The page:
Why garden, you ask? If you have never tasted garden-fresh vegetables (lots of people have not!), you will be amazed by the sweet, juicy flavors and vibrant textures. There is absolutely nothing quite like fresh veggies, especially if you grow them yourself—which you can!
In this guide, we will highlight the basics of vegetable gardening and planning: how to pick the right site for your garden, how to create the right size garden, and how to select which vegetables to grow.
Pick the Right Location
Picking a good location for your garden is absolutely key. A sub-par location can result in sub-par veggies! Here are a few tips for choosing a good site:
Plant in a sunny location. Most vegetables need at least 6 hours of direct sunlight per day. The more sunlight they receive, the greater the harvest, the bigger the veggies, and the better the taste.
Plant in good soil: Plants roots penetrate soft soil more easily, so you need nice loamy soil. Enriching your soil with compost provides needed nutrients. Proper drainage will ensure that water neither collects on top nor drains away too quickly.
Plant in a stable environment: You do not want to plant in a place that is prone to flooding during heavy rains, or in a place that tends to dry out a lot. You also do not want to plant somewhere where strong winds could knock over your young plants or keep pollinators from doing their job. Plant in a location that would make Goldilocks proud.
Choosing a Plot Size: Start Small!
Remember: It is better to be proud of a small garden than be frustrated by a big one!
One of the most common errors that beginners make is planting too much too soon—way more than anybody could ever eat or want! Start small.
A good-size beginner vegetable garden is about 16x10 feet and features crops that are easy to grow. A plot this size, based on the vegetables suggested further down this page, can feed a family of four for one summer, with a little leftover for canning and freezing (or giving away to jealous neighbors).
Make your garden 11 rows wide, with each row 10 feet long. The rows should run north and south to take full advantage of the sun.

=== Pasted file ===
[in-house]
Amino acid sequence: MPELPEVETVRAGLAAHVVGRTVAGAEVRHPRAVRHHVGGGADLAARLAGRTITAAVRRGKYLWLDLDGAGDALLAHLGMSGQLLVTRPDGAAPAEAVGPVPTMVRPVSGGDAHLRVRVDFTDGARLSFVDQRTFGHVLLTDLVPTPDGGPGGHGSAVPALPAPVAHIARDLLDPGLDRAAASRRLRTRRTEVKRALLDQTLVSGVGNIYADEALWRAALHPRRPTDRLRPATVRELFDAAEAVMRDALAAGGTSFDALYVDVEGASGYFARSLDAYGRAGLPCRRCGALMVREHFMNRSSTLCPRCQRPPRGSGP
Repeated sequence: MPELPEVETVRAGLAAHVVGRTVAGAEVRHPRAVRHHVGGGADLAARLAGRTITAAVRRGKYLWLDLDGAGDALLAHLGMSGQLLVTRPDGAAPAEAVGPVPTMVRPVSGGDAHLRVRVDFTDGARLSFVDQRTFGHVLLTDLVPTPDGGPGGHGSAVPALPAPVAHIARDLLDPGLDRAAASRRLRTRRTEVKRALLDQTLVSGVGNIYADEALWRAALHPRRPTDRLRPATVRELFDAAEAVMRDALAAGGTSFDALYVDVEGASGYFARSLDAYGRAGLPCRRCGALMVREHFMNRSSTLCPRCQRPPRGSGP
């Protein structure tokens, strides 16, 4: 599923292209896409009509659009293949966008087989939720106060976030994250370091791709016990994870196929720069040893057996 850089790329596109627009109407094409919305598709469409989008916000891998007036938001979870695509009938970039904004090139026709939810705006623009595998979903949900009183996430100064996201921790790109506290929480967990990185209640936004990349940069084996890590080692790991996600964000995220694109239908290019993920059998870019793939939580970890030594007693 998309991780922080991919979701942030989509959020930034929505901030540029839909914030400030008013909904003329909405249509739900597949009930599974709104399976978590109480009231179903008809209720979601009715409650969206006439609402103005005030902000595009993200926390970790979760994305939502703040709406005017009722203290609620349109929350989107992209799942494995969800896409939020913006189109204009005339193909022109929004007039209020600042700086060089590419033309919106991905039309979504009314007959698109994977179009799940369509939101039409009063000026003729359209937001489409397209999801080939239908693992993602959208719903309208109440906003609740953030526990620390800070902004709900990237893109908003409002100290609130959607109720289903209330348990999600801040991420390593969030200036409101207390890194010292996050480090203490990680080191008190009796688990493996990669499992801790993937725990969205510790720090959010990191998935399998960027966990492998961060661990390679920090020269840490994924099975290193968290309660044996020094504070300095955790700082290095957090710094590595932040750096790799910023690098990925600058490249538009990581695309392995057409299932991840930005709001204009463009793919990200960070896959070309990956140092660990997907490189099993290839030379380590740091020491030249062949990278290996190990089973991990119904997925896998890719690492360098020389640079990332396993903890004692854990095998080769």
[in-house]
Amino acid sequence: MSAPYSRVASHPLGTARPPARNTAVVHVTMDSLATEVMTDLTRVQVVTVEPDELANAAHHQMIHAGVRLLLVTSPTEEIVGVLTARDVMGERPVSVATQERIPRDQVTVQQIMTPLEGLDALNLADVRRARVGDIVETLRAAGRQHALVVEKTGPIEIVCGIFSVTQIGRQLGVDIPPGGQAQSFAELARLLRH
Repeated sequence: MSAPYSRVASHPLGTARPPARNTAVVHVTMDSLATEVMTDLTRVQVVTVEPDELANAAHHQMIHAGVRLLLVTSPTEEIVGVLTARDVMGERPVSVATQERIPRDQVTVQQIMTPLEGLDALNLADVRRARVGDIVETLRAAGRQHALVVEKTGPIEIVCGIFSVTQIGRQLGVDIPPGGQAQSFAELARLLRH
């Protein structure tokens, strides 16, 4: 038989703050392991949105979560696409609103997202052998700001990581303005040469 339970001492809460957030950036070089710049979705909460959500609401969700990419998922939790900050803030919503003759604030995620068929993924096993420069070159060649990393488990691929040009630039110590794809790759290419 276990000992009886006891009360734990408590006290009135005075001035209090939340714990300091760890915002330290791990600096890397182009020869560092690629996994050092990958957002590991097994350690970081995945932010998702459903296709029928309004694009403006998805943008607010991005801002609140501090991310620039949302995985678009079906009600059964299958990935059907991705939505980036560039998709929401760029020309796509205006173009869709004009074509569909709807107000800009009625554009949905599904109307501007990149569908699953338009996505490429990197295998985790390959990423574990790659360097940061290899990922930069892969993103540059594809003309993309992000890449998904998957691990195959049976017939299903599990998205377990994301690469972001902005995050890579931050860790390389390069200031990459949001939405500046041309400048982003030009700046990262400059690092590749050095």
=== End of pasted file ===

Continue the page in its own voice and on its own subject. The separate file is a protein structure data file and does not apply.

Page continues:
Vegetables that may yield more than one crop per season include beans, beets, carrots, cabbage, etc.
(Note: If this garden is too large for your needs, you do not have to plant all 11 rows, or you can simply make the rows shorter.)
How to Grow the Best Vegetables:
In addition to choosing the right location, here are a few tips that will help you grow your best veggies yet.
Space your crops properly. For example, corn needs a lot of space and can overshadow shorter vegetables. Plants set too close together compete for sunlight, water, and nutrition and fail to mature. Pay attention to the spacing guidance on seed packets and plant tabs.
Use high-quality seeds. Seed packets are less expensive than individual plants, but if seeds do not germinate, your money—and time—are wasted. A few extra cents spent in spring for that year seeds will pay off in higher yields at harvest-time.
Water properly: Watering your plants the correct amount—neither too much nor too little—will give them the best chance at producing well-formed, mature vegetables. Learn more about watering vegetables.
Plant and harvest at the right time, not too early or too late. Every vegetable has its own planting dates so be sure to check the seed packet.
Suggested Plants for a Beginners Vegetable Garden:
The vegetables suggested below are common, productive plants that are relatively easy to grow. It would be wise to contact your local Cooperative Extension Service to find out what plants grow best in your area, and when the best time for planting them is. Think about what you like to eat as well as what is difficult to find in a grocery store or farmers market.
Top Ten Vegetables:
Tomatoes—5 plants, staked
Marigolds to discourage pests (and add some color!)
Article by almanac.com
The Images & Article Headers re-direct To Similar Reference Content(Url)